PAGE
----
Keep music live was a well known sticker of yore. In this post-digital age there seems to be little danger of that not happening. Not only are live music ticket sales still buoyant but many of today's recording artists are going back to the old school in setting down their songs in stone. And doing it, by and large, live.
Montreal singer-songwriter Leif Vollebekk is but another convert to the old ways. Not only did he record to tape, he did much of it live in the studio. For him, "The tape sounds good, and lightly compresses the drums and piano. It just makes everything gel together immediately. Playing live means everyone is listening to each other in the moment. For me, that beats everyone recording one at-a-time trying to perfect their own part."
It's this immediacy that makes Twin Solitude such a warm and welcoming record, the overall sound coming at you as if you are in a small, intimate venue, just a few feet away from the band. Moreover, it appears it was written very quickly, the semi-stream of conscious lyrics adding to the authenticity. Throughout Twin Solitude you can hear 'extra' voices in the recording, and the very occasional mis-timed beat, stroke, or pluck. Listen very closely, through the luxuriousness of cans, and you can hear the hum of machines.
Lead track 'Vancouver Time' is the template for much of the album. Medium-slow in tempo, its shifting yet simple piano sequences are accompanied by a drum rim, with added occasional mini-outbursts of strings (courtesy of hip and happening female strings duo Chargaux – who recently featured on Kendrick Lamar's 'Bitch Don't Kill My Vibe'), overdubbed bass and other keyboard parts, and half-remembered lyrical fragments that make up some kind of story between two lovers and the Pacific Northwest that clearly is awe-inspiring for him. Here, and most elsewhere, it's held together by Vollebekk's voice; a bit Tom Waits, if less abused sounding, but still raw, and passionate in a gently understated soul-jazz fashion. A little sad and resigned maybe, but still crackling with life.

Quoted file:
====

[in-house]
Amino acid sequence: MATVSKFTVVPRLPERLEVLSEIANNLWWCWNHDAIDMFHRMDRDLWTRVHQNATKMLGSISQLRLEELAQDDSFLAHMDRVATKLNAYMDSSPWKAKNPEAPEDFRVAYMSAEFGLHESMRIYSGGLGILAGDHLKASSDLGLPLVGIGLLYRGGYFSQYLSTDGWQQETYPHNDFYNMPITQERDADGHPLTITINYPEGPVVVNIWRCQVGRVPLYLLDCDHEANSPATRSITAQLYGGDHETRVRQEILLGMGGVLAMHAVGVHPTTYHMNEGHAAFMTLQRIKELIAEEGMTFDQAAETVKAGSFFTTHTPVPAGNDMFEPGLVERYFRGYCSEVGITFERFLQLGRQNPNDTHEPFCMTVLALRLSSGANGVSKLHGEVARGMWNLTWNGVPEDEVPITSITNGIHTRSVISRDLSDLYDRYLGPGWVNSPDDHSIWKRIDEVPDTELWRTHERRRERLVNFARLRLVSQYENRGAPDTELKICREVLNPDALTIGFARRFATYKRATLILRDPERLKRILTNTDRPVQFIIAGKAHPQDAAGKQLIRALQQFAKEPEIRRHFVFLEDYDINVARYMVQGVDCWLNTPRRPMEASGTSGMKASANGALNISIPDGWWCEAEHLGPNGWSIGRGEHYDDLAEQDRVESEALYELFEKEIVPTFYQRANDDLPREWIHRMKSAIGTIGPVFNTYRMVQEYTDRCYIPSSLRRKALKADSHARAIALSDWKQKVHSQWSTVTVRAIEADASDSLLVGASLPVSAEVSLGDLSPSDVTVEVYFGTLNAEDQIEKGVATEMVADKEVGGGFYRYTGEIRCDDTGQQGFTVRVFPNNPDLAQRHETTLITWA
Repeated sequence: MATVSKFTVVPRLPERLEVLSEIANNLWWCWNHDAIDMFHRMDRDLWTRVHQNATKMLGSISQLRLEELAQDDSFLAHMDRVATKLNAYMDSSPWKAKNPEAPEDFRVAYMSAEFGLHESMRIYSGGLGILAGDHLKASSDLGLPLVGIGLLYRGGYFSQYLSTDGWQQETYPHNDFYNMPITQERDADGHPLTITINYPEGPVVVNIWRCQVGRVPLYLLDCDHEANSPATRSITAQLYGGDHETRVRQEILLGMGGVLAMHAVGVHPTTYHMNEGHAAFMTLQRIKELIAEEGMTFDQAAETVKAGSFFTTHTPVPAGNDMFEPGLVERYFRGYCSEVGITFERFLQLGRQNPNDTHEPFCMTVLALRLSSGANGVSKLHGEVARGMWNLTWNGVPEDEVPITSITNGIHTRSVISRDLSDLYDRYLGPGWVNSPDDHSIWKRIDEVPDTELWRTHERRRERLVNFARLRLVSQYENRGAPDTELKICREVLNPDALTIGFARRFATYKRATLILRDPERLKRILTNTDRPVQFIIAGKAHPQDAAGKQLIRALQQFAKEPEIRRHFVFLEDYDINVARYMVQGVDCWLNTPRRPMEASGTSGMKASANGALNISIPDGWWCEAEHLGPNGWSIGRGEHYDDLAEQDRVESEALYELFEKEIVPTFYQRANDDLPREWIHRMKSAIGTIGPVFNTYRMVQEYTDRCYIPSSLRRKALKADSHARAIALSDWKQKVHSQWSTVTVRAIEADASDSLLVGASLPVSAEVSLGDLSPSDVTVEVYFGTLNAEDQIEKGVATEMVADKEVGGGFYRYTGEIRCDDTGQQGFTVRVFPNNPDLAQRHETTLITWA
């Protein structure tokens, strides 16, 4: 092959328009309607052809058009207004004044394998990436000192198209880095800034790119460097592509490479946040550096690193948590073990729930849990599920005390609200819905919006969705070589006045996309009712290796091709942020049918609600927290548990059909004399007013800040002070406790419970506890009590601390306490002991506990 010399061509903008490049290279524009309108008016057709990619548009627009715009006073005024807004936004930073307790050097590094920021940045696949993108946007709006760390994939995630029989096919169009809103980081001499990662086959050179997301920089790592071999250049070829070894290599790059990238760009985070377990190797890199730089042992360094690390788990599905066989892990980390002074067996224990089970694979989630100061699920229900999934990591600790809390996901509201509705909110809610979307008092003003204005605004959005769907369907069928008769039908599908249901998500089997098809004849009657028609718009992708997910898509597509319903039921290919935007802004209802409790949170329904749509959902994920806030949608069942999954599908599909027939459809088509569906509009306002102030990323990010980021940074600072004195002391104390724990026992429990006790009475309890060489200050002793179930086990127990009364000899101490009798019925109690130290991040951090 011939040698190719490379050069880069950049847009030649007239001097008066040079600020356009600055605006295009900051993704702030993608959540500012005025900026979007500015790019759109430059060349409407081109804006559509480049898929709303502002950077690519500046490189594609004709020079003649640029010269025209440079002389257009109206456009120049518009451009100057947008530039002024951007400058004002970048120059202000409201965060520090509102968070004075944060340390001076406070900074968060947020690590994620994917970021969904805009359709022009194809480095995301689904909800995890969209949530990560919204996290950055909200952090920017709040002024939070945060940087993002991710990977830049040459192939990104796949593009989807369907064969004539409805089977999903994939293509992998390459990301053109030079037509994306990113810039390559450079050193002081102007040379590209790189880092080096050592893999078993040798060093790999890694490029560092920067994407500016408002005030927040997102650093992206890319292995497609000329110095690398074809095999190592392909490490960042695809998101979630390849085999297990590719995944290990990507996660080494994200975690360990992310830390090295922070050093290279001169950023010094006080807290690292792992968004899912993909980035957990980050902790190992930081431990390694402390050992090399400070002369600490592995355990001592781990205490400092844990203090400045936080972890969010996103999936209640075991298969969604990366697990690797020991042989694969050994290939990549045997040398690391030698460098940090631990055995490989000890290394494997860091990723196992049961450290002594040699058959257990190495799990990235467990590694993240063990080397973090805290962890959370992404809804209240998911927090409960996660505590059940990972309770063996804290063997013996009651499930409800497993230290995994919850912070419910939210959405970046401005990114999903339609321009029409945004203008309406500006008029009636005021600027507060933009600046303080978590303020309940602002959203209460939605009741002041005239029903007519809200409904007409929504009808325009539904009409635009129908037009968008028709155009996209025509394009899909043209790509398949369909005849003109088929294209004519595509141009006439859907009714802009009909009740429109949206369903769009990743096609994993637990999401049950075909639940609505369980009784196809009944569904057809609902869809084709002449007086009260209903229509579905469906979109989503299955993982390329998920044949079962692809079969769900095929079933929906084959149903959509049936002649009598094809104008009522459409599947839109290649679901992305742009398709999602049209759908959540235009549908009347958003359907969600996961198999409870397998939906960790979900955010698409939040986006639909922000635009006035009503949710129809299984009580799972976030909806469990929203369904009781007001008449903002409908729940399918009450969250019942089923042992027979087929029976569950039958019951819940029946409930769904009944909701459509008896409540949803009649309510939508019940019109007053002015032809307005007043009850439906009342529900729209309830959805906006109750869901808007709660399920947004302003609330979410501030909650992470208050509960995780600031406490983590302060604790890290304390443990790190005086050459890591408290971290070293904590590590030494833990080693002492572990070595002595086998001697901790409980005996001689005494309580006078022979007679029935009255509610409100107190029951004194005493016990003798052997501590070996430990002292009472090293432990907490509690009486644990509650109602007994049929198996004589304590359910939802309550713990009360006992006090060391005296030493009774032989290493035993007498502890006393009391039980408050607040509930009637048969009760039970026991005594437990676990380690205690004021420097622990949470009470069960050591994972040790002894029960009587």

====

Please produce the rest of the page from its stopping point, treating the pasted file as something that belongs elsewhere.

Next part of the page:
"You was up to something, I was up to nothing/It was bound to happen anyway", he sings at the beginning of 'All Night Sedans', accompanied by just a Wurlitzer, drums and bass. Album highlight 'Elegy' continues the late-night vibe and contains the most memorable melody of all the songs here, as Vollebekk pulls out the stops in creating a minor lyrical masterpiece, full of resonating and poetic one liners and vivid couplets: "Things are only revealed in the light that is given/Oh, to be freed from the pardon when all else is forgiven", sings Vollebekk.
Elsewhere, Chargaux add some more uber-minimalist strings to the rolling piano-led quasi-gospel and soul groove of 'Into the Ether', again initially recorded with just piano and drums in very close approximation to each other. Here, as elsewhere, there is a deceptively calming trance-like quality to the sounds, such as on 'Big Sky Country', which is allowed to gently meander towards its close.
Despite the relatively straight-forward and small set-up, Vollebekk keeps it nicely varied within a narrow tempo range. Even if that means wittingly or otherwise appropriating, such as on the rhythmic 'Michigan', a song that mirrors the beginning acoustic segment of Led Zeppelin's 'Ramble On', which Vollebekk again wittingly or otherwise alludes to by inserting the lyric “Ramble on” within. And the acoustic guitar-led 'Telluride' takes on a Dylan-esque disposition with the vocal delivery (but don't so many others do that!?).
With 'East of Eden' though, he's very straight-forward about his source. In this case it's Gillian Welch's spiritualist-cultural epic 'I Dream A Highway'. Vollebekk says he found himself singing new verses to the existing rhythm and melody of the song. But, in doing so, has created a new, albeit much shorter version.
Live on stage Vollebekk has an idiosyncratic presence, all jerking energy as he tries to connect with the music, like an old jazzer completely lost in music. And Twin Solitude, whilst inferring a loneliness, is actually about being lost in this music, how it becomes inseparable from both the creator and the listener. It is, if you know instinctively how to make it work, a truly beautiful thing. "Take a look at me now," he repeats at the end of each verse of 'Elegy'. I do, with some admiration.